1175 Taxus cuspidataCommon Names: Japanese yew Family: Taxaceae (yew Family)
Japanese yew is a shrub or small tree that can get 30-50 ft (10-15 m) tall and up to 25 ft (8 m) wide. Typical specimens tend toward a broad columnar habit. The leaves are linear, a little less than an inch (2.5 cm) long, and have spiny tips. They are arranged in two upright files, forming a V along the branches. The leaves are dark green on top and yellow-green beneath, often turning reddish in winter. The yews are dioecious, meaning it takes two to tango. Female Japanese yews produce juicy red berrylike fruits called arils, each enclosing a single seed. The fruits are a little less than an half inch (12.5 mm) across.
Japanese yew has been crossed with English yew (Taxus baccata) to produce many cultivars that have become important landscaping shrubs. Taxus x media is the name given to the hybrid species which is normally a small, rounded tree to 20 ft (6 m) tall. There are dozens, if not hundreds, of cultivar names listed under the hybrid species and under Taxus cuspidata as well. The entire cultivar taxonomy is very confused, and no doubt many cultivar names are incorrectly placed, and some are even listed under both species. The following cultivars are believed to be selections from T. cuspidata: 'Capitata' is a tall pyramid of a tree to 40 ft (12 m) in height. 'Densa' is a low growing female shrub to 4 ft (1.2 m) in height. 'Columnaris' grows erect and tall with a cylindrical shape. 'Depressa' grows along the ground without a central leader. 'Minima' get only 18 in (45 cm) high.
Selections presumed to be from the hybrid species include 'Densiformis' which is a dense bush 3-4 ft (1-1.2 m) tall and 4-6 ft (1.2-2 m) wide; 'Everlow' which is a spreading ground hugger to 18 in (45 cm) tall and 5 ft (1.5 m) wide; 'Nigra' which has very dark green leaves and gets 4-5 ft (1.2-1.5 m) tall and wide; and 'Wardii' which is flat topped and very wide spreading to 20 ft (6 m) across and only 6 ft (2 m) high. Horticulturists are constantly introducing new cultivars of Taxus x media for yew to enjoy.
Taxus cuspidata occurs naturally in Manchuria, Korea and Japan, where it grows in mixed forests. Taxus baccata is native to much of Europe, North Africa and the Middle East. The hybrid species, Taxus x media, was created in the U.S. around 1900.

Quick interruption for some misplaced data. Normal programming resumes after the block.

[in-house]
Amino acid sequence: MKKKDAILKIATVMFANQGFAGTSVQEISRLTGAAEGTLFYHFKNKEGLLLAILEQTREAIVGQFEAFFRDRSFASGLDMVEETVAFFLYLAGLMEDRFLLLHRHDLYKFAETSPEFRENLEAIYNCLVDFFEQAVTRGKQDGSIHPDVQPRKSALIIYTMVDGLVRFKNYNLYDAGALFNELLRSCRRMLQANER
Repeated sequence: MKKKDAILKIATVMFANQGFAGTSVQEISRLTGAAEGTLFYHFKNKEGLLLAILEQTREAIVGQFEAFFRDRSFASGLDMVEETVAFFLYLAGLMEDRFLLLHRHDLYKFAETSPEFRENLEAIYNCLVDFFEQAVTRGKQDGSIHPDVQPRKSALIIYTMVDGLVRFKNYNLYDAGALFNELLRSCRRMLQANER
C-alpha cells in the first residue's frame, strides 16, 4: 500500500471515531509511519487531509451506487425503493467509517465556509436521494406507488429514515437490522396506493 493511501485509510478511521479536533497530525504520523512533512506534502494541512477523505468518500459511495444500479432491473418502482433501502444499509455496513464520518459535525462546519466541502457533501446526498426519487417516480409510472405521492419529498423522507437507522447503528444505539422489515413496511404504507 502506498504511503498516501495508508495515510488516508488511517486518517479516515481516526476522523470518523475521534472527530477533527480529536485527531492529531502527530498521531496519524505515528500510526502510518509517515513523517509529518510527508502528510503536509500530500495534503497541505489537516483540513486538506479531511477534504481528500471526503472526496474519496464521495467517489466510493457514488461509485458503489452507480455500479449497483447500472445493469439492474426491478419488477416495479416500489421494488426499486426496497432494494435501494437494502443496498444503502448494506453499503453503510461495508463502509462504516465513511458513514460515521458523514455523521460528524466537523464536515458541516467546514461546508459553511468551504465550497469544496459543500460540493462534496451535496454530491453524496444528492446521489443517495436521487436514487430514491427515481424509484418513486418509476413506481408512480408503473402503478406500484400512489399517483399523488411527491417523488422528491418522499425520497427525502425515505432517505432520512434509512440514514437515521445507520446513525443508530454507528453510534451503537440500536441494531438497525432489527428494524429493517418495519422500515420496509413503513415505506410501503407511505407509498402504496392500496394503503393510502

CultureLight: Japanese yew grows well in deep shade or full sun. Moisture: Any well drained soil, acidic to alkaline is suitable for this easy-to-please evergreen. The yews can tolerate quite dry soils and they require that the soil be sharply drained. Even brief periods of wet soil can be harmful to a Japanese yew. Hardiness: USDA Zones 5 - 7. Japanese yew and the hybrid species, T. x media, do not do well in hot climates. Propagation: Plant seeds as soon as they ripen and find something to do for a couple years as they can take at least that long to germinate. Semi-ripe cuttings taken in late summer can be rooted, and this is how most cultivars are propagated. If you want your yew to have an upright central leader, the cuttings should be taken from upright shoots. Grafting is sometimes used to propagate cultivars.
Japanese yew and its hybrids and cultivars typically are grown as specimen plants or used in hedges or as foundation plants. They are very tolerant of shade and thus find many uses in the home landscape. Yews can tolerate severe pruning to maintain a hedge. Because of this they are yewsful (sorry) in topiary, too. The prostrate cultivars make good ground covers, even in dry shade. Japanese yew is tolerant of salt spray and coastal conditions as well as urban pollution and drought. Unfortunately, white-tailed deer esteem yew foliage to the point that they sometimes kill the plants. In its native range, the wood of Japanese yew is used for furniture and carved art.
The soft, light green foliage of the yews in summer and the scarlet arils in autumn make the Japanese yew one of the finest of all evergreen ornamental shrubs, all year long. See Floridata's profile of the Florida yew (Taxus floridana) for a discussion about taxol, the cancer fighting drug that was first identified in yews, and is now synthesized, thanks to your taxus at work. (I have no shame.)
The fleshy red covering of the fruit is edible, but the foliage of yews is toxic to humans if ingested.
Steve Christman 2/28/13